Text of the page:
Ranking Every GB Cycling Kit Since 2000

In the last 19 years the aesthetic of cyclists riding for GB has been through some drastic changes, so we thought we’d give our opinion on every kit since 2000, including Olympic kits.

OLYMPIC KITS

Sydney 2000 Olympics

Will: To me, there’s not enough to this kit and the bits of design it does have haven’t dated exceptionally well. 2/10

Athens 2004 Olympics

Will: Again, another kind of bland-ish design but I think it is sleeker than the Sydney kit, but still has not dated exceptionally. 3/10

Beijing 2008 Olympics

Will: A shift from blue to white which actually seemed to improve the kit, there’s a subtle nature to the actual design features which make this kit look fairly sleek, again however it is still looking pretty dated. 5/10

London 2012 Olympics

Will: Adidas did a great job with the kit design for a home Olympics, a really nice incorporation of an abstract union jack which gives the kit a distinct amount of class. 7/10

Rio 2016 Olympics

Will: This kit was again a really great use of the union jack, as well as a really nice incorporation of a coat of arms. Not only that it looked great in action and still looks good now. 9/10

Standard Kits

The kit from most of the 2000s

Will: Honestly, my least favourite GB kit by a long long way, it is just way too contrasting and never has caught my eye as something which appeals. 1/10

The kit from the early 2010s

Will: This kit is yet another example of how the union jack can be used so nicely to fit onto a kit, only problem for me is it is a bit bland on top. 7/10

Will: This is my absolute favourite GB kit, it has such a great mix of the union jack, a combination of the blue and white and a nice amount of texturing, Kalas certainly did well on their first GB kit. 10/10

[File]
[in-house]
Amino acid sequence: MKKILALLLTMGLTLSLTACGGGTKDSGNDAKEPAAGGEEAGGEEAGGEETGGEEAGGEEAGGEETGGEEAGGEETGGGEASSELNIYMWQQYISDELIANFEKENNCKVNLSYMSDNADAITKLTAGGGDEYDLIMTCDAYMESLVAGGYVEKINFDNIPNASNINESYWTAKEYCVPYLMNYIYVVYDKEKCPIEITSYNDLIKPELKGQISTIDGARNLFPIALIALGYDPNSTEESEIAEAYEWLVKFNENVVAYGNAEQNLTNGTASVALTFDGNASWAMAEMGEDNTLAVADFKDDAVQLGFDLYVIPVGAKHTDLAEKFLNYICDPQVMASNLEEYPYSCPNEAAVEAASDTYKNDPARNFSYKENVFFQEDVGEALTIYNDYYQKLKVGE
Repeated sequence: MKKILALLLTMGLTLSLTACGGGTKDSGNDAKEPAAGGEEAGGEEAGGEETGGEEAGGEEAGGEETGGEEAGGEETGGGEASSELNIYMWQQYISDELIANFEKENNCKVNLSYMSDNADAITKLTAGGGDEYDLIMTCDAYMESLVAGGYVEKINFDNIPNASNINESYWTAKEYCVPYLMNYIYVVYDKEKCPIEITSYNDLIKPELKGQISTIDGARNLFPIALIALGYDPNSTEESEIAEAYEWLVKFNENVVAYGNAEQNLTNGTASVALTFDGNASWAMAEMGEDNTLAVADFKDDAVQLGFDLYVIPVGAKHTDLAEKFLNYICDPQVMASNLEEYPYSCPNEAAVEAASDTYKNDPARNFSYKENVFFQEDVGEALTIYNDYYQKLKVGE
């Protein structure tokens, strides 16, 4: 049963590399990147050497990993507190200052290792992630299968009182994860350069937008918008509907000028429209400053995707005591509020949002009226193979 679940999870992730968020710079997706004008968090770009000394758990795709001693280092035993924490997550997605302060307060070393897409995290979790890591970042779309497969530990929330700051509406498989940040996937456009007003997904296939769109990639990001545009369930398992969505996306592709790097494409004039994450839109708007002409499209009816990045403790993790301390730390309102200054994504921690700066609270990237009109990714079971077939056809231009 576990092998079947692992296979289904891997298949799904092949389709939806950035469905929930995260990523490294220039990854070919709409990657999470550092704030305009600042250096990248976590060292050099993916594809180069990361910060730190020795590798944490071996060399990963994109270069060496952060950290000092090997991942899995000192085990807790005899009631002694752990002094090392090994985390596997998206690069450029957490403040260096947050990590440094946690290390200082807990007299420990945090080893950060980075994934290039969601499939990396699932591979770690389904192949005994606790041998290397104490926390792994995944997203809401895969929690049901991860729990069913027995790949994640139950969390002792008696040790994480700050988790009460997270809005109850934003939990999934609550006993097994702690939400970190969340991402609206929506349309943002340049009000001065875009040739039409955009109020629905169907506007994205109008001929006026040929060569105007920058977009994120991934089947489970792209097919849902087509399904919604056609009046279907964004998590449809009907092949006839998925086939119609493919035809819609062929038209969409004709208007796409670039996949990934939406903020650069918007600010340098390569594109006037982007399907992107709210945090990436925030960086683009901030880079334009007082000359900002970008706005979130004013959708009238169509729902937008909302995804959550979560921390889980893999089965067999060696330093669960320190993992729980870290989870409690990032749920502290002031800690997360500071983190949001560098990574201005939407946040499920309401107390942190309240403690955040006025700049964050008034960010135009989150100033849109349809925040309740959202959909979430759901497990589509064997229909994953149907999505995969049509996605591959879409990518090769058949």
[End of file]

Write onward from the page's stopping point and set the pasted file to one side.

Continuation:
Will: This kit is nice and simplistic but to me the referencing to sailing it brings up doesn’t really sit great with me, although it is still a nice kit. 8/10

6 Day track cyclist suggests big changes are needed at British Cycling.

6 Day track cyclist Alex Spratt has suggested “a massive knock-on effect” in the wake of HSBC ending their sponsorship of British Cycling.

HSBC have activated a clause in their eight-year contract with the organisation which allowed them to end the deal three years in, which is estimated to be worth around £10 million per Olympic cycle.

Spratt, who works full time as a contract manager for the East Lancashire NHS, became the UK’s fastest amateur sprinter in 2018 after completing a flying 200m time trial in 9.987 seconds, a time just nine-hundredths of a second off the current world record in the event.

The 30-year-old said: “I think there will be a massive knock-on effect,

“What about British cycling events, obviously you’ve got the national road events, national time trial, HSBC fund that.”

British Cycling have already announced that they will be cutting the live television coverage of the National Road Series, meaning races will only be shown in short highlight packages.

As well as this, the sprinter spoke about the effect of the pressures to perform placed on riders within the British Cycling set-up.

He said: “I think there’s a massive issue with pressure, not even elite level like kids,

“I knew a few of them have kind of being suffering from kind of like anxiety and a bit of depression because they don’t feel that they’re hitting what they need to, and if they don’t hit what they need to then they’re off,

“And I think that’s the problem, I don’t think they give people enough chance.”

This is yet another issue for British Cycling at a difficult time, which saw mass publicity in 2019 after Callum Skinner announced his retirement due to mental health issues.

The question remains as to who will step in to sponsor British Cycling, and where do they go from here.